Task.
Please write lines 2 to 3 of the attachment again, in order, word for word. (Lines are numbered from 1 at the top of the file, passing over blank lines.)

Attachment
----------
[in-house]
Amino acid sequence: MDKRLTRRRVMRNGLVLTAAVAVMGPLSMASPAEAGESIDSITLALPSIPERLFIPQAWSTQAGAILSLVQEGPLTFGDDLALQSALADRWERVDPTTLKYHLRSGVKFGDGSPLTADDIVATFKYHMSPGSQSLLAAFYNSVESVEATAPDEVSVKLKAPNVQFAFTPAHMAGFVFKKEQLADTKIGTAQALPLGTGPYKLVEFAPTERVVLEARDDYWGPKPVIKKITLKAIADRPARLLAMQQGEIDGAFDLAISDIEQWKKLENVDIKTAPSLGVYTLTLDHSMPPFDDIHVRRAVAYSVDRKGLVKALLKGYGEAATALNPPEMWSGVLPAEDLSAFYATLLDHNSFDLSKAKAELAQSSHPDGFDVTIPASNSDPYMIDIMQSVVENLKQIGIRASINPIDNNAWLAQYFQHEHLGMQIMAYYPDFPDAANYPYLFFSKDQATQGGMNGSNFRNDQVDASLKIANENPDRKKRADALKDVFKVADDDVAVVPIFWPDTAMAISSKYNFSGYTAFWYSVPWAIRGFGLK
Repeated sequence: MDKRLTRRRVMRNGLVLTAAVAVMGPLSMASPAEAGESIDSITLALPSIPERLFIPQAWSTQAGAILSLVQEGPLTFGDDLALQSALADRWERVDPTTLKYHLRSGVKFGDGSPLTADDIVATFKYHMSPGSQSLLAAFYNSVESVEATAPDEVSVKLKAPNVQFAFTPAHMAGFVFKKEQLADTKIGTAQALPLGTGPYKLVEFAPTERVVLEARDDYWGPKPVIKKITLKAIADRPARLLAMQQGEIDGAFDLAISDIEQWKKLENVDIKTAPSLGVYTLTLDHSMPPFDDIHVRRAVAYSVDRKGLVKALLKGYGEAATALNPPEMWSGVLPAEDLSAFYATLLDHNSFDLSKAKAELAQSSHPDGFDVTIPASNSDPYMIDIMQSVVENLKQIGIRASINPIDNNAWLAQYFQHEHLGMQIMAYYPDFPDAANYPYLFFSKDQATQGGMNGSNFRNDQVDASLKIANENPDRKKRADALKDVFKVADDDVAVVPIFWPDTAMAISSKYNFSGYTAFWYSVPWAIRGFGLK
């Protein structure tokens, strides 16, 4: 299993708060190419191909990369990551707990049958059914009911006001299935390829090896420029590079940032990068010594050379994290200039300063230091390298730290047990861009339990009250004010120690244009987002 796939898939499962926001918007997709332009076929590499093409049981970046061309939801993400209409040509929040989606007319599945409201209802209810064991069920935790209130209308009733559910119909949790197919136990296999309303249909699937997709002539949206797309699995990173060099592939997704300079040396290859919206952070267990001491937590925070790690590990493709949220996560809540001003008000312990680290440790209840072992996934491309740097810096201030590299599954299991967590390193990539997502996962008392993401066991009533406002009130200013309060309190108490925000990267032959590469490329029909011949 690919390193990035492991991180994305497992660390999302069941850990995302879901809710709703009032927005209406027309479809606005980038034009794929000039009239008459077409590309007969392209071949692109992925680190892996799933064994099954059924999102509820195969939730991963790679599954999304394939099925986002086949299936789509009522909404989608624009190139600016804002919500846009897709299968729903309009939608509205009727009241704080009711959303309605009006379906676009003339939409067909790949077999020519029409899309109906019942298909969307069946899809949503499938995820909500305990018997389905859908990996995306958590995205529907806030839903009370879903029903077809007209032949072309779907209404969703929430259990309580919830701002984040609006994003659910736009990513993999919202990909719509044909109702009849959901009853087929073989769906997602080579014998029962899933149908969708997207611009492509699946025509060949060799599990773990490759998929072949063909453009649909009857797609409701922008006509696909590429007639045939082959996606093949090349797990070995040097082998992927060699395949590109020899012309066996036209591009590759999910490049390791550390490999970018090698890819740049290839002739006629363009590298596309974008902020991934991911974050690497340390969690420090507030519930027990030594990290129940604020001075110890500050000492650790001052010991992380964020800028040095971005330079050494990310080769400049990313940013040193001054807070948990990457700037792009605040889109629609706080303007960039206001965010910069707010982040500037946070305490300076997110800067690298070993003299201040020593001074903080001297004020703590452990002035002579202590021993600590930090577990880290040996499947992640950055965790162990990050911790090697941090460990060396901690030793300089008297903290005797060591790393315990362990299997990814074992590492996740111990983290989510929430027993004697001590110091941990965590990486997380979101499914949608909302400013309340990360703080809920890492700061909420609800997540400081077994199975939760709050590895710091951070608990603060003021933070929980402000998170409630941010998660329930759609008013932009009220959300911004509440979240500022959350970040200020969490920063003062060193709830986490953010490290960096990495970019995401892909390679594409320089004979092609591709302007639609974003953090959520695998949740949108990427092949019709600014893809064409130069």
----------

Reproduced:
Amino acid sequence: MDKRLTRRRVMRNGLVLTAAVAVMGPLSMASPAEAGESIDSITLALPSIPERLFIPQAWSTQAGAILSLVQEGPLTFGDDLALQSALADRWERVDPTTLKYHLRSGVKFGDGSPLTADDIVATFKYHMSPGSQSLLAAFYNSVESVEATAPDEVSVKLKAPNVQFAFTPAHMAGFVFKKEQLADTKIGTAQALPLGTGPYKLVEFAPTERVVLEARDDYWGPKPVIKKITLKAIADRPARLLAMQQGEIDGAFDLAISDIEQWKKLENVDIKTAPSLGVYTLTLDHSMPPFDDIHVRRAVAYSVDRKGLVKALLKGYGEAATALNPPEMWSGVLPAEDLSAFYATLLDHNSFDLSKAKAELAQSSHPDGFDVTIPASNSDPYMIDIMQSVVENLKQIGIRASINPIDNNAWLAQYFQHEHLGMQIMAYYPDFPDAANYPYLFFSKDQATQGGMNGSNFRNDQVDASLKIANENPDRKKRADALKDVFKVADDDVAVVPIFWPDTAMAISSKYNFSGYTAFWYSVPWAIRGFGLK
Repeated sequence: MDKRLTRRRVMRNGLVLTAAVAVMGPLSMASPAEAGESIDSITLALPSIPERLFIPQAWSTQAGAILSLVQEGPLTFGDDLALQSALADRWERVDPTTLKYHLRSGVKFGDGSPLTADDIVATFKYHMSPGSQSLLAAFYNSVESVEATAPDEVSVKLKAPNVQFAFTPAHMAGFVFKKEQLADTKIGTAQALPLGTGPYKLVEFAPTERVVLEARDDYWGPKPVIKKITLKAIADRPARLLAMQQGEIDGAFDLAISDIEQWKKLENVDIKTAPSLGVYTLTLDHSMPPFDDIHVRRAVAYSVDRKGLVKALLKGYGEAATALNPPEMWSGVLPAEDLSAFYATLLDHNSFDLSKAKAELAQSSHPDGFDVTIPASNSDPYMIDIMQSVVENLKQIGIRASINPIDNNAWLAQYFQHEHLGMQIMAYYPDFPDAANYPYLFFSKDQATQGGMNGSNFRNDQVDASLKIANENPDRKKRADALKDVFKVADDDVAVVPIFWPDTAMAISSKYNFSGYTAFWYSVPWAIRGFGLK